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Superior National Forest Update November 10, 2017

Hi.  I’m Renee Frahm, Visitor Information Assistant, with this week’s National Forest Update - information on conditions affecting travel and recreation on the east end of the Superior.  With the change of season, we’re changing this program to air only every other week until spring.  Here’s what’s happening these next two weeks.

Winter is definitely here, especially inland, up over the hill.  Snow may have melted along the shore, but you don’t have to get too far from Lake Superior until you hit the white stuff.  While the trails aren’t groomed, people have already been skiing at Pincushion.  This is the time of year though that snowmobiles can really do some damage to that base layer of snow which gives us good trails all winter.  On trails, take it easy so you don’t dig through the snow to the ground, or wait until trails are packed by a groomer.  Cross country snowmobile travel isn’t allowed until there is four inches or more of snow on the ground, and snowmobiles are never allowed on plowed roads. 

Lakes are beginning to ice in, but none of them are really safe to be on yet.  Most large lakes are still open, but at least Sawbill is iced over.  Some roads are iced over too - it’s time to remember all you forgot about winter driving over the past several months.  Slow down, be cautious, and give yourself time to relearn how your vehicle handles and brakes on snow and ice.  There are fewer people out on the roads in the winter, so leave an itinerary of where you are going with someone.  That way, if you do run off the road, someone will eventually come looking for you.
 
Truck traffic is using the same roadways as last week.  Hauling on Gunflint is taking place on the following roads: Firebox, Blueberry, Greenwood, Shoe Lake, South Brule, Lima Grade, Ball Club, Devil Track, Forest Road 1385 and the Gunflint Trail.  Tofte logging traffic will be on the Pancore, Sawbill Trail, Dumbbell River Road, Wanless Road, Lake County 7 and 705, the 4 Mile Grade, The Grade, Perent Lake Road, Trappers Lake Road, Temperance River Road, and the Six Hundred Road.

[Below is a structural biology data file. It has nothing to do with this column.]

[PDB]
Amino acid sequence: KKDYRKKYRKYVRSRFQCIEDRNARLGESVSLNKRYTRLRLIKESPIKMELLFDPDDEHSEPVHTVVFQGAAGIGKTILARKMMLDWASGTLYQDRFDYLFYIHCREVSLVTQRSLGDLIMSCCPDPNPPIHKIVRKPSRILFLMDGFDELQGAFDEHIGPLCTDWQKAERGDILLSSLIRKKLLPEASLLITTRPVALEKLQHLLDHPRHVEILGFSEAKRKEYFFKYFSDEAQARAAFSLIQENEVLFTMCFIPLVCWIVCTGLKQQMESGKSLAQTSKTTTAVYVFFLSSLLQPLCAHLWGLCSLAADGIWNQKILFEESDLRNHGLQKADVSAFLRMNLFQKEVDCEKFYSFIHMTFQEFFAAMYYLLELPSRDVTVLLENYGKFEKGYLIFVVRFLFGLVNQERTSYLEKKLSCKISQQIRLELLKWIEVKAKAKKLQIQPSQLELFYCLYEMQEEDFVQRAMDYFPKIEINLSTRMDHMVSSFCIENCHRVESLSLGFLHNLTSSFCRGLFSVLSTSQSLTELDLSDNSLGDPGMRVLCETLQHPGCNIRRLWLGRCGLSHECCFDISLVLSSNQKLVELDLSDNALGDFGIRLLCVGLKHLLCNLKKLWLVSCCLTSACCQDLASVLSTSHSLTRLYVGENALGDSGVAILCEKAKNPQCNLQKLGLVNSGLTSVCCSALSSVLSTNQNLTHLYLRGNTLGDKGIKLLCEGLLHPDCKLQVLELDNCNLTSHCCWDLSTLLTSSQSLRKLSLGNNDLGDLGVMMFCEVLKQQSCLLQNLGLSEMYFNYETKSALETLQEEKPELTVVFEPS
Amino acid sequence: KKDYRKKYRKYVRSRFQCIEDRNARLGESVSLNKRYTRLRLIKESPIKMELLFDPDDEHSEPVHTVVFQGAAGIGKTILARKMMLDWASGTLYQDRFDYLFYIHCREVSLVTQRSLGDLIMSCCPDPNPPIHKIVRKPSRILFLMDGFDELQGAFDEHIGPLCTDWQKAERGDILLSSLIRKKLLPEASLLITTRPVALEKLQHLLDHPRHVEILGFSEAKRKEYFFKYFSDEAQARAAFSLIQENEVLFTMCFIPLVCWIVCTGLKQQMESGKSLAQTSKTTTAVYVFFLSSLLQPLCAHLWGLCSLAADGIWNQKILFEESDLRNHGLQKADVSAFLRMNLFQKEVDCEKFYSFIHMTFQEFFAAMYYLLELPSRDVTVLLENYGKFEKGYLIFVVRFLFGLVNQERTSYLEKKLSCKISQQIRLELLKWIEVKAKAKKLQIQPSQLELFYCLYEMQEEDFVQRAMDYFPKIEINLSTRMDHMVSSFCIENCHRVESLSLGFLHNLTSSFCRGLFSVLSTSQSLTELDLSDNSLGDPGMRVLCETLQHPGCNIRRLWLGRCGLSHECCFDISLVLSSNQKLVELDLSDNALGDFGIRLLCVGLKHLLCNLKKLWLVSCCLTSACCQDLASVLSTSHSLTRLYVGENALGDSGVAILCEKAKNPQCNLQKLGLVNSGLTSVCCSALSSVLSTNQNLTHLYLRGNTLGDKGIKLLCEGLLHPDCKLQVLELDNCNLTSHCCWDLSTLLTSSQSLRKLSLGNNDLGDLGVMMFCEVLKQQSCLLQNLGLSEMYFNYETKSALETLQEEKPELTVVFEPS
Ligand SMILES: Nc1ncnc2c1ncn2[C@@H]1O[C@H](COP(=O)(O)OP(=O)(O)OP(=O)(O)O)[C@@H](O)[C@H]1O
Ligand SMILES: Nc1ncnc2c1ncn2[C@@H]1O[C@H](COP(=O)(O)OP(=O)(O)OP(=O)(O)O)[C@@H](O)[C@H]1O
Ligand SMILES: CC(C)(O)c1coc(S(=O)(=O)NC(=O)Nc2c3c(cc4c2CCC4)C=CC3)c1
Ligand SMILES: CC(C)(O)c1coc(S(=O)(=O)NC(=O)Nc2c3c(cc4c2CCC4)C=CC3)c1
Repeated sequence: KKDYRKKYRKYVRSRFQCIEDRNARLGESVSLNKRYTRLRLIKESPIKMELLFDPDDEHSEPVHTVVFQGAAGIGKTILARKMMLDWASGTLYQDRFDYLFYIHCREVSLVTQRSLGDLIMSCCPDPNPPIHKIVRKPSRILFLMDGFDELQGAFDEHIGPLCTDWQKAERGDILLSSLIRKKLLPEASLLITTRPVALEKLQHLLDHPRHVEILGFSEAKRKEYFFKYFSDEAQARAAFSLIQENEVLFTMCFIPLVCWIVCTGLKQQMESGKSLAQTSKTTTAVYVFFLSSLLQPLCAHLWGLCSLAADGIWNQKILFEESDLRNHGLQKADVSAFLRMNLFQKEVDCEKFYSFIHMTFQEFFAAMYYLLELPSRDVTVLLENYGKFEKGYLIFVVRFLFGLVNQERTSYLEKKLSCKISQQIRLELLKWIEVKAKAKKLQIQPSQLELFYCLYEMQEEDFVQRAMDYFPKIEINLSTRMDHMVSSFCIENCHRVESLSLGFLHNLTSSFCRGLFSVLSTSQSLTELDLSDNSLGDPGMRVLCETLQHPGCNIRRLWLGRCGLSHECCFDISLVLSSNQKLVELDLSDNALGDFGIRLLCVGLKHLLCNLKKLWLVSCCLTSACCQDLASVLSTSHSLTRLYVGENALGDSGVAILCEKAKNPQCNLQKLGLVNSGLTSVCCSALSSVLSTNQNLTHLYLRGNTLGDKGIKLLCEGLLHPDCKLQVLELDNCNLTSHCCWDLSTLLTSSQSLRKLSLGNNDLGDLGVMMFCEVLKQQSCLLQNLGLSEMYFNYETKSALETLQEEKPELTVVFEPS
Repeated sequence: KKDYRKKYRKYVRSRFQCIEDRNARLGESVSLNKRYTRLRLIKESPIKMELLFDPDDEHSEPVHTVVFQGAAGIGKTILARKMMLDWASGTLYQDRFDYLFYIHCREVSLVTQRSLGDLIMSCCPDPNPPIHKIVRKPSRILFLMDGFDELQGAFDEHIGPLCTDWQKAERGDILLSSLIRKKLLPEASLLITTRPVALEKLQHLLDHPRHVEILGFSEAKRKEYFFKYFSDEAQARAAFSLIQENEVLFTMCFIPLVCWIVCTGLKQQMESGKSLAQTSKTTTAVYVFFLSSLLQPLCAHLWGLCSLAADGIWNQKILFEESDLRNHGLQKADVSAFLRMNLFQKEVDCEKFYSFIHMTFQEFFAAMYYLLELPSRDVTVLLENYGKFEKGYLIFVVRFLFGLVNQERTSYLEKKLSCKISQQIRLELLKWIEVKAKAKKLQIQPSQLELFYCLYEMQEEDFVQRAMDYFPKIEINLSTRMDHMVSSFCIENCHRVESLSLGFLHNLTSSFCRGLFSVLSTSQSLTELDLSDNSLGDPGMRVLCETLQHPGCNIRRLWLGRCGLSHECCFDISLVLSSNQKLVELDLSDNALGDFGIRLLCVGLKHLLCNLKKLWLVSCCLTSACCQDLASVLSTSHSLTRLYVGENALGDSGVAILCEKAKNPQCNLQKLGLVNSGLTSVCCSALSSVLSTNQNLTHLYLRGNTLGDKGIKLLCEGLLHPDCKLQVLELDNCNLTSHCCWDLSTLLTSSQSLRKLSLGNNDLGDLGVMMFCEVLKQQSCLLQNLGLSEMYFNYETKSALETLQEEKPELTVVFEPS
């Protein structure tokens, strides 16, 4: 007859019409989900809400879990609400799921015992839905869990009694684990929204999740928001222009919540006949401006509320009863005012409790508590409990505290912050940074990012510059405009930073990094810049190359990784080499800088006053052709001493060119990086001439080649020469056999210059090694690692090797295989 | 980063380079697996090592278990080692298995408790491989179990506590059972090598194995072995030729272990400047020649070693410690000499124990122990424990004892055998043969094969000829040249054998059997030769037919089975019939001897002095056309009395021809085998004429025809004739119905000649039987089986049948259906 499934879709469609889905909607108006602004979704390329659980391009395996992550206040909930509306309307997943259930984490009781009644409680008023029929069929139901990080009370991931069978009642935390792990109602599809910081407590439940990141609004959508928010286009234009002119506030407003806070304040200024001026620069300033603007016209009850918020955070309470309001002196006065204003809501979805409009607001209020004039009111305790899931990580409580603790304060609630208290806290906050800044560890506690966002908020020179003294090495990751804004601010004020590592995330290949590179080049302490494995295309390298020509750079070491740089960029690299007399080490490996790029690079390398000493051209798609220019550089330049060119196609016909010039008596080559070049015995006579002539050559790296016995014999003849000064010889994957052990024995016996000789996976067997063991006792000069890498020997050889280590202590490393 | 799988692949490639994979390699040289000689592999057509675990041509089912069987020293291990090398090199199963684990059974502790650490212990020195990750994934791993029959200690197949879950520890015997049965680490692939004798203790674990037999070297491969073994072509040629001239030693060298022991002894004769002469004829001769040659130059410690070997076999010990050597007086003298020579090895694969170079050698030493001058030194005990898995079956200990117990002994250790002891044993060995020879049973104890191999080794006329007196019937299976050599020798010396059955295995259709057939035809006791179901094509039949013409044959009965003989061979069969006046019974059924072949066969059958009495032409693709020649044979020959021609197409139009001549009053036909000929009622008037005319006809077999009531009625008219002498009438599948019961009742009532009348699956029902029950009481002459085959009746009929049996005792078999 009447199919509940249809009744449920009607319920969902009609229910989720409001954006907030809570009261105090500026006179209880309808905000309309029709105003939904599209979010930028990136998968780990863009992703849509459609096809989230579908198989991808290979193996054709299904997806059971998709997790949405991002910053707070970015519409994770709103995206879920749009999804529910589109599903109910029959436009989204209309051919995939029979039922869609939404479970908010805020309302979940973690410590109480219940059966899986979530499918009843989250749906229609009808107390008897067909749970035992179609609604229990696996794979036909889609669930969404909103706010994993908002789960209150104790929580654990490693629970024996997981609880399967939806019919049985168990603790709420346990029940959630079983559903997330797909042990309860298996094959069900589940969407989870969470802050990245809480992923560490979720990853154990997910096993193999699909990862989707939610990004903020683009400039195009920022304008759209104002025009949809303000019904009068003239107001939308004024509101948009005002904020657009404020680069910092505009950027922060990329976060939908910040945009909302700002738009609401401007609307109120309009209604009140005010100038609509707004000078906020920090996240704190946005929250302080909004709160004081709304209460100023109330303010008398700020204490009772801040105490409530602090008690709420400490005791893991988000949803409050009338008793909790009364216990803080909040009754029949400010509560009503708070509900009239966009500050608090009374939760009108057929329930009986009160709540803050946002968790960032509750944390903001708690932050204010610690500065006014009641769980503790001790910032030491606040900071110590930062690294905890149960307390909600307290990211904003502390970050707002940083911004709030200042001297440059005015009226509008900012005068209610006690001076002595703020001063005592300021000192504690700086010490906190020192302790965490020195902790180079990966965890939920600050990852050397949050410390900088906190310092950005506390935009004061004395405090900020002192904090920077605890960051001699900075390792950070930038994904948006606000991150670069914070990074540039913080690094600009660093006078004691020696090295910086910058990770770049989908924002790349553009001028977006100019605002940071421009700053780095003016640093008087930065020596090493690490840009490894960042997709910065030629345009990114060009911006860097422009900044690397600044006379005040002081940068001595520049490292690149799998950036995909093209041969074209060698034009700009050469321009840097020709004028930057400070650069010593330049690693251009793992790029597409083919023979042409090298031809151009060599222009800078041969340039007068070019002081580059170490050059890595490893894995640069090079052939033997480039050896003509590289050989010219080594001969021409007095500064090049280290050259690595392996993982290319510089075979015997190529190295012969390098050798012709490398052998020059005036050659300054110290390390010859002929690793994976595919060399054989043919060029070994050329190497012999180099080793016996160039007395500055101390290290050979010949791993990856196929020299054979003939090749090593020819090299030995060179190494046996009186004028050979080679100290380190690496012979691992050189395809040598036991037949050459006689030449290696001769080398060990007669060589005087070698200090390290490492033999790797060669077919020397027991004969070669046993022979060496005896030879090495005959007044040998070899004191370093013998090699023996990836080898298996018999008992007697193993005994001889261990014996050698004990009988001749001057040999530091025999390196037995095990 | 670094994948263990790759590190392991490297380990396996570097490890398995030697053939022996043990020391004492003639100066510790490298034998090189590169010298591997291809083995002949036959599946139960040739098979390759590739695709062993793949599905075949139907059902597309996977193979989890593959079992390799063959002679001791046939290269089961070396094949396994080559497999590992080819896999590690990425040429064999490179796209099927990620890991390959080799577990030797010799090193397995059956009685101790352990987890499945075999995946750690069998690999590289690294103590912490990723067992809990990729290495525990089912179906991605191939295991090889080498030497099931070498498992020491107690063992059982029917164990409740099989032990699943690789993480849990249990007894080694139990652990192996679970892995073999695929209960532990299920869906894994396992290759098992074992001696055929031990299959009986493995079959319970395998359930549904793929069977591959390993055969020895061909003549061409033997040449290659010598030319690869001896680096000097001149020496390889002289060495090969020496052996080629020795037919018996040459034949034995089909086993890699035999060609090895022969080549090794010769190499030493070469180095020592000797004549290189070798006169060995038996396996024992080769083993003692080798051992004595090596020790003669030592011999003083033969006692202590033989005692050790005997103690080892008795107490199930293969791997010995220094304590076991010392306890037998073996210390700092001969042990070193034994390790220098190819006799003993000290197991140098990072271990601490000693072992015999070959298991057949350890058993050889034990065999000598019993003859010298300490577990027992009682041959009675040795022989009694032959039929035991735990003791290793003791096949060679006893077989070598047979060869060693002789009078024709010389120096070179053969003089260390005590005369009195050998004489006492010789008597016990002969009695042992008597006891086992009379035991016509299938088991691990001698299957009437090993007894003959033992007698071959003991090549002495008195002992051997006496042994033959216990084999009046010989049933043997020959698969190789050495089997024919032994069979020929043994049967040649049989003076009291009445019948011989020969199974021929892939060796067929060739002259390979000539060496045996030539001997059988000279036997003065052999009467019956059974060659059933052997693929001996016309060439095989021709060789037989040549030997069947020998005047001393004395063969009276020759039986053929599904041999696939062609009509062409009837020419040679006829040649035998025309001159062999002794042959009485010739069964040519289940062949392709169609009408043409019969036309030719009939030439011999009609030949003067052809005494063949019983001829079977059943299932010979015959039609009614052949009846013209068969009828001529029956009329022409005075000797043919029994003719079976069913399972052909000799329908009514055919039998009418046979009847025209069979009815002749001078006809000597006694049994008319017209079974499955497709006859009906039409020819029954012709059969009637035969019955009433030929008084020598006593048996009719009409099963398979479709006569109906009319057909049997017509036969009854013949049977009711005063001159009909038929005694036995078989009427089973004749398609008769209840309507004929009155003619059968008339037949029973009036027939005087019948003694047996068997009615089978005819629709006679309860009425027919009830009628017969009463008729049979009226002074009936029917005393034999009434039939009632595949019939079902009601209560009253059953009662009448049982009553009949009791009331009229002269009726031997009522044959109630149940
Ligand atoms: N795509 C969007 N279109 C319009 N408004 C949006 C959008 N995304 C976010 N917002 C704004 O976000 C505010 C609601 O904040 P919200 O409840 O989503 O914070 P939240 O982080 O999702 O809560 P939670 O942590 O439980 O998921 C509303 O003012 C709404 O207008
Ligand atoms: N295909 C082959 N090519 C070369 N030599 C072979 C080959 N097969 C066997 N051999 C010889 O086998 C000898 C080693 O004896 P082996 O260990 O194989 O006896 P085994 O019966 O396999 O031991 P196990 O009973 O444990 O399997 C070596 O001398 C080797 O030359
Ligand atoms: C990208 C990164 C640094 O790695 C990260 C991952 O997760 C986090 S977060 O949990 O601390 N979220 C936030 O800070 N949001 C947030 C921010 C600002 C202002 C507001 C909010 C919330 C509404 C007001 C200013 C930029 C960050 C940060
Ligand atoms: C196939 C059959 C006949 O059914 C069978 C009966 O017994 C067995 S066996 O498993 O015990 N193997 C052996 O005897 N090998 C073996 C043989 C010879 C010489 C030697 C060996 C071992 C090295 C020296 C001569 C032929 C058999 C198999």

There are plenty of hunters out in the woods during deer season.  Whether or not you are hunting, stay safe and wear orange when you are in the woods.  You and your pet!  Respect no trespassing signs on private land, and remember that some private roads may be closed to motor use, even if they cross public land.  Use your Motor Vehicle Use Map to find out what roads are open to what use in the winter.  If you don’t like paper, but love technology, you can download these maps and use an app that shows your exact location on the map.  Remember, take those deer stands down after season, and no permanent stands are to be left on National Forest lands.

Along with our activities, our birds are shifting to winter.  Flocks of snow buntings along the roadsides create beautiful displays of black and white wings when they take off, but are unfortunately easy to hit with vehicles.  There are still lots of migrating hawks, particularly rough legged hawks, which can be seen perched by the side of Highway 61.  Redpolls and pine grosbeaks are back for winter at feeders, but since there are still a few bears up and about, you should still be taking in those feeders at night.

We are looking for some citizen science input on lynx.  Winter snow makes these secretive cats easier to find because of their tracks.  If you find lynx tracks, take a picture with your phone.  Put a glove or coin or something else near the track in the photo to show how large it is.  If your phone notes the GPS coordinates with the photo, that’s great, otherwise note the area you where you found tracks, and let us know. 

It is time to quit complaining about the end of fall and start enjoying our Minnesota winter.   Those last minute fall chores that never happened because of the snowfall, well, you’ll just have to figure them out next spring. Until next time, this has been Renee Frahm with the National Forest update.
 

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